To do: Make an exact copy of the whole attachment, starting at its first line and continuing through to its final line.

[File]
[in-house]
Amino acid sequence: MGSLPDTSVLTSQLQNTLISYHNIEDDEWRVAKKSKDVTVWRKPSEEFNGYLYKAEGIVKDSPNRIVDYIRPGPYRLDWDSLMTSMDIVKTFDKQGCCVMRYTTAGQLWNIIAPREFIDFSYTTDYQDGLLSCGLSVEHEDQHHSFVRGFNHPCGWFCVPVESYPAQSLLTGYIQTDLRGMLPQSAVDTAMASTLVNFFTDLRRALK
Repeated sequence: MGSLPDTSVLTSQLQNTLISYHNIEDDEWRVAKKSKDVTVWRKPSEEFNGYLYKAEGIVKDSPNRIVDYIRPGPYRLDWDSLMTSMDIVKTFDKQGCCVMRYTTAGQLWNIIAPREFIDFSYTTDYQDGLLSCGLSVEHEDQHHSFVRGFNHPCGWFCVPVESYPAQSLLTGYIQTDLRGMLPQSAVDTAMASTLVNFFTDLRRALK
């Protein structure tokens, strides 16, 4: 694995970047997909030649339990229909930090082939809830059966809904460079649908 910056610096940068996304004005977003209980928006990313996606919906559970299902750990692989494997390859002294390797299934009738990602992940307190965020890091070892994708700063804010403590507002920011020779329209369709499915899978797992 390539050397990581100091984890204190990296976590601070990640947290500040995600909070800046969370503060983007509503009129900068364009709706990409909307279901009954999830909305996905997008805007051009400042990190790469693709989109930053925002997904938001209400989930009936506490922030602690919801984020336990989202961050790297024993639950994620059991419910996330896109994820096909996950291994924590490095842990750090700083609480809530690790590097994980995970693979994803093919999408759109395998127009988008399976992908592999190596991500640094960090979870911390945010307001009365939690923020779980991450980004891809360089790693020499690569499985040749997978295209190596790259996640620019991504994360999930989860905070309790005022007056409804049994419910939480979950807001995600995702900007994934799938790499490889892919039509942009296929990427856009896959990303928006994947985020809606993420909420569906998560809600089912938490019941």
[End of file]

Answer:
[in-house]
Amino acid sequence: MGSLPDTSVLTSQLQNTLISYHNIEDDEWRVAKKSKDVTVWRKPSEEFNGYLYKAEGIVKDSPNRIVDYIRPGPYRLDWDSLMTSMDIVKTFDKQGCCVMRYTTAGQLWNIIAPREFIDFSYTTDYQDGLLSCGLSVEHEDQHHSFVRGFNHPCGWFCVPVESYPAQSLLTGYIQTDLRGMLPQSAVDTAMASTLVNFFTDLRRALK
Repeated sequence: MGSLPDTSVLTSQLQNTLISYHNIEDDEWRVAKKSKDVTVWRKPSEEFNGYLYKAEGIVKDSPNRIVDYIRPGPYRLDWDSLMTSMDIVKTFDKQGCCVMRYTTAGQLWNIIAPREFIDFSYTTDYQDGLLSCGLSVEHEDQHHSFVRGFNHPCGWFCVPVESYPAQSLLTGYIQTDLRGMLPQSAVDTAMASTLVNFFTDLRRALK
């Protein structure tokens, strides 16, 4: 694995970047997909030649339990229909930090082939809830059966809904460079649908 910056610096940068996304004005977003209980928006990313996606919906559970299902750990692989494997390859002294390797299934009738990602992940307190965020890091070892994708700063804010403590507002920011020779329209369709499915899978797992 390539050397990581100091984890204190990296976590601070990640947290500040995600909070800046969370503060983007509503009129900068364009709706990409909307279901009954999830909305996905997008805007051009400042990190790469693709989109930053925002997904938001209400989930009936506490922030602690919801984020336990989202961050790297024993639950994620059991419910996330896109994820096909996950291994924590490095842990750090700083609480809530690790590097994980995970693979994803093919999408759109395998127009988008399976992908592999190596991500640094960090979870911390945010307001009365939690923020779980991450980004891809360089790693020499690569499985040749997978295209190596790259996640620019991504994360999930989860905070309790005022007056409804049994419910939480979950807001995600995702900007994934799938790499490889892919039509942009296929990427856009896959990303928006994947985020809606993420909420569906998560809600089912938490019941």